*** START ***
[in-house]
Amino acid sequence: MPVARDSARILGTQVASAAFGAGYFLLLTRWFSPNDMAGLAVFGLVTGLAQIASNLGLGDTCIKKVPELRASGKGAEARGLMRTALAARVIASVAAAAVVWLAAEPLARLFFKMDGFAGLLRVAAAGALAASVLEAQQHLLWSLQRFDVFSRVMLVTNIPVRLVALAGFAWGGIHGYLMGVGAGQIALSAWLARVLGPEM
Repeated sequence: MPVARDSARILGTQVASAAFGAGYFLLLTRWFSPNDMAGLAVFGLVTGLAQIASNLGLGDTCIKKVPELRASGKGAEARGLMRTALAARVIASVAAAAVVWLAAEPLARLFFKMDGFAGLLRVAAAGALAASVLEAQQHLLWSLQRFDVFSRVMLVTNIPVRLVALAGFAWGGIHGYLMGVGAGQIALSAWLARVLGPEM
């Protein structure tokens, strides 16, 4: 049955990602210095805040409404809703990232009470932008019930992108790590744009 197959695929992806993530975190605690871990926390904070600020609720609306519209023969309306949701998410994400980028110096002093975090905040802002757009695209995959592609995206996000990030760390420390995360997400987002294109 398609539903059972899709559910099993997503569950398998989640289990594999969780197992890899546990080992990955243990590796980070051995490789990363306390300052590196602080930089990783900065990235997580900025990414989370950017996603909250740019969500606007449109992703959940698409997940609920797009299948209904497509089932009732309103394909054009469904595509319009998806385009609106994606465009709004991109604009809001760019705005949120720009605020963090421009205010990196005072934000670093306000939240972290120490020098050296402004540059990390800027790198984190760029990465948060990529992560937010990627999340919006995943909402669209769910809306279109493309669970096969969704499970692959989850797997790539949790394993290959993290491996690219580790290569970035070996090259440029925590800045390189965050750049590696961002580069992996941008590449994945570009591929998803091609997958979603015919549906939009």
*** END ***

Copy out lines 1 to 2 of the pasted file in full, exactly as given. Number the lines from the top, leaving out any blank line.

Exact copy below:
[in-house]
Amino acid sequence: MPVARDSARILGTQVASAAFGAGYFLLLTRWFSPNDMAGLAVFGLVTGLAQIASNLGLGDTCIKKVPELRASGKGAEARGLMRTALAARVIASVAAAAVVWLAAEPLARLFFKMDGFAGLLRVAAAGALAASVLEAQQHLLWSLQRFDVFSRVMLVTNIPVRLVALAGFAWGGIHGYLMGVGAGQIALSAWLARVLGPEM